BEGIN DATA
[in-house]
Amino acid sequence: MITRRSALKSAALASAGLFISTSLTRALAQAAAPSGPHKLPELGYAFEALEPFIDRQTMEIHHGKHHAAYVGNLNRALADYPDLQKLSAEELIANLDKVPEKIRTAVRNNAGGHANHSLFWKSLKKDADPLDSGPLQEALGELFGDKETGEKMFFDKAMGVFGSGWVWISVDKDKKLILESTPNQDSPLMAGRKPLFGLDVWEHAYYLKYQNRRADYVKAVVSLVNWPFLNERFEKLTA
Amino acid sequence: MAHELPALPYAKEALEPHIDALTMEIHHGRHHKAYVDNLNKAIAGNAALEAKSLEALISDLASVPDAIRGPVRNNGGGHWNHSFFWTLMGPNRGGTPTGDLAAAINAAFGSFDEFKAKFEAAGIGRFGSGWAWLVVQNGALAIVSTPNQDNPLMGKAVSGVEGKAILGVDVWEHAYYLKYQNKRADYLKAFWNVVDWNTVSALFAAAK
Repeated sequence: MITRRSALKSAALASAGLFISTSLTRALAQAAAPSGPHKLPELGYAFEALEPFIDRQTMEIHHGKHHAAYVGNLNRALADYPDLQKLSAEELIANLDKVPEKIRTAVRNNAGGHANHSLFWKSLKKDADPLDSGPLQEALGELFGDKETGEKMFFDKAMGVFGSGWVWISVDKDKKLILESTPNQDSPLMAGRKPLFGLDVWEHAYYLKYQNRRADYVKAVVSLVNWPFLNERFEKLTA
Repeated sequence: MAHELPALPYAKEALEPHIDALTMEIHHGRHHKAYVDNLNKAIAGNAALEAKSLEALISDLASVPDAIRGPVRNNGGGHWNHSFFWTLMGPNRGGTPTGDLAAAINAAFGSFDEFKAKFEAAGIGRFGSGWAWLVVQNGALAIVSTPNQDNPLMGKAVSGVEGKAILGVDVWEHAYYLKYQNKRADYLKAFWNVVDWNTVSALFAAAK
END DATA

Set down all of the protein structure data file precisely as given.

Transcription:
[in-house]
Amino acid sequence: MITRRSALKSAALASAGLFISTSLTRALAQAAAPSGPHKLPELGYAFEALEPFIDRQTMEIHHGKHHAAYVGNLNRALADYPDLQKLSAEELIANLDKVPEKIRTAVRNNAGGHANHSLFWKSLKKDADPLDSGPLQEALGELFGDKETGEKMFFDKAMGVFGSGWVWISVDKDKKLILESTPNQDSPLMAGRKPLFGLDVWEHAYYLKYQNRRADYVKAVVSLVNWPFLNERFEKLTA
Amino acid sequence: MAHELPALPYAKEALEPHIDALTMEIHHGRHHKAYVDNLNKAIAGNAALEAKSLEALISDLASVPDAIRGPVRNNGGGHWNHSFFWTLMGPNRGGTPTGDLAAAINAAFGSFDEFKAKFEAAGIGRFGSGWAWLVVQNGALAIVSTPNQDNPLMGKAVSGVEGKAILGVDVWEHAYYLKYQNKRADYLKAFWNVVDWNTVSALFAAAK
Repeated sequence: MITRRSALKSAALASAGLFISTSLTRALAQAAAPSGPHKLPELGYAFEALEPFIDRQTMEIHHGKHHAAYVGNLNRALADYPDLQKLSAEELIANLDKVPEKIRTAVRNNAGGHANHSLFWKSLKKDADPLDSGPLQEALGELFGDKETGEKMFFDKAMGVFGSGWVWISVDKDKKLILESTPNQDSPLMAGRKPLFGLDVWEHAYYLKYQNRRADYVKAVVSLVNWPFLNERFEKLTA
Repeated sequence: MAHELPALPYAKEALEPHIDALTMEIHHGRHHKAYVDNLNKAIAGNAALEAKSLEALISDLASVPDAIRGPVRNNGGGHWNHSFFWTLMGPNRGGTPTGDLAAAINAAFGSFDEFKAKFEAAGIGRFGSGWAWLVVQNGALAIVSTPNQDNPLMGKAVSGVEGKAILGVDVWEHAYYLKYQNKRADYLKAFWNVVDWNTVSALFAAAK